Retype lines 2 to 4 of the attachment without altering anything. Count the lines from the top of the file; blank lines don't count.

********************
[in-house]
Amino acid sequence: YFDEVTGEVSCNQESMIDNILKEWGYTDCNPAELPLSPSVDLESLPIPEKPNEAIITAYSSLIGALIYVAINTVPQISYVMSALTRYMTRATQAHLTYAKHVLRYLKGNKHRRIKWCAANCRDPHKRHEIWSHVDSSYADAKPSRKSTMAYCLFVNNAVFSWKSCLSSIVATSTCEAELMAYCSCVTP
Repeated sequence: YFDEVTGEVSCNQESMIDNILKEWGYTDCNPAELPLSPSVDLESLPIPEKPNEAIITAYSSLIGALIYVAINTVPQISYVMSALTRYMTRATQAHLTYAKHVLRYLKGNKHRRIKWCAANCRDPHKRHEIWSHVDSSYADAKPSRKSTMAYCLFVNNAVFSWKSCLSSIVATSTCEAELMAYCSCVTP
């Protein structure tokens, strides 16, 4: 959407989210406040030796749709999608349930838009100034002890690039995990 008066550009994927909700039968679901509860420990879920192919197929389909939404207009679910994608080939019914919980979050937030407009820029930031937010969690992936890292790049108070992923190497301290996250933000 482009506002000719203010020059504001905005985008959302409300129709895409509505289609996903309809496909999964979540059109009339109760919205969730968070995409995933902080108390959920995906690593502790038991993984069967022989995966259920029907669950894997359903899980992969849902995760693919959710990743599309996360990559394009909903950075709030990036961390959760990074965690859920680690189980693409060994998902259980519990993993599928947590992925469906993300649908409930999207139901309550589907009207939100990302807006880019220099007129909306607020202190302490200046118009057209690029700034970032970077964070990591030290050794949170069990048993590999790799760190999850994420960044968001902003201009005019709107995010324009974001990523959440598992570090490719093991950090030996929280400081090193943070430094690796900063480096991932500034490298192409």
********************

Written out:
Amino acid sequence: YFDEVTGEVSCNQESMIDNILKEWGYTDCNPAELPLSPSVDLESLPIPEKPNEAIITAYSSLIGALIYVAINTVPQISYVMSALTRYMTRATQAHLTYAKHVLRYLKGNKHRRIKWCAANCRDPHKRHEIWSHVDSSYADAKPSRKSTMAYCLFVNNAVFSWKSCLSSIVATSTCEAELMAYCSCVTP
Repeated sequence: YFDEVTGEVSCNQESMIDNILKEWGYTDCNPAELPLSPSVDLESLPIPEKPNEAIITAYSSLIGALIYVAINTVPQISYVMSALTRYMTRATQAHLTYAKHVLRYLKGNKHRRIKWCAANCRDPHKRHEIWSHVDSSYADAKPSRKSTMAYCLFVNNAVFSWKSCLSSIVATSTCEAELMAYCSCVTP
């Protein structure tokens, strides 16, 4: 959407989210406040030796749709999608349930838009100034002890690039995990 008066550009994927909700039968679901509860420990879920192919197929389909939404207009679910994608080939019914919980979050937030407009820029930031937010969690992936890292790049108070992923190497301290996250933000 482009506002000719203010020059504001905005985008959302409300129709895409509505289609996903309809496909999964979540059109009339109760919205969730968070995409995933902080108390959920995906690593502790038991993984069967022989995966259920029907669950894997359903899980992969849902995760693919959710990743599309996360990559394009909903950075709030990036961390959760990074965690859920680690189980693409060994998902259980519990993993599928947590992925469906993300649908409930999207139901309550589907009207939100990302807006880019220099007129909306607020202190302490200046118009057209690029700034970032970077964070990591030290050794949170069990048993590999790799760190999850994420960044968001902003201009005019709107995010324009974001990523959440598992570090490719093991950090030996929280400081090193943070430094690796900063480096991932500034490298192409």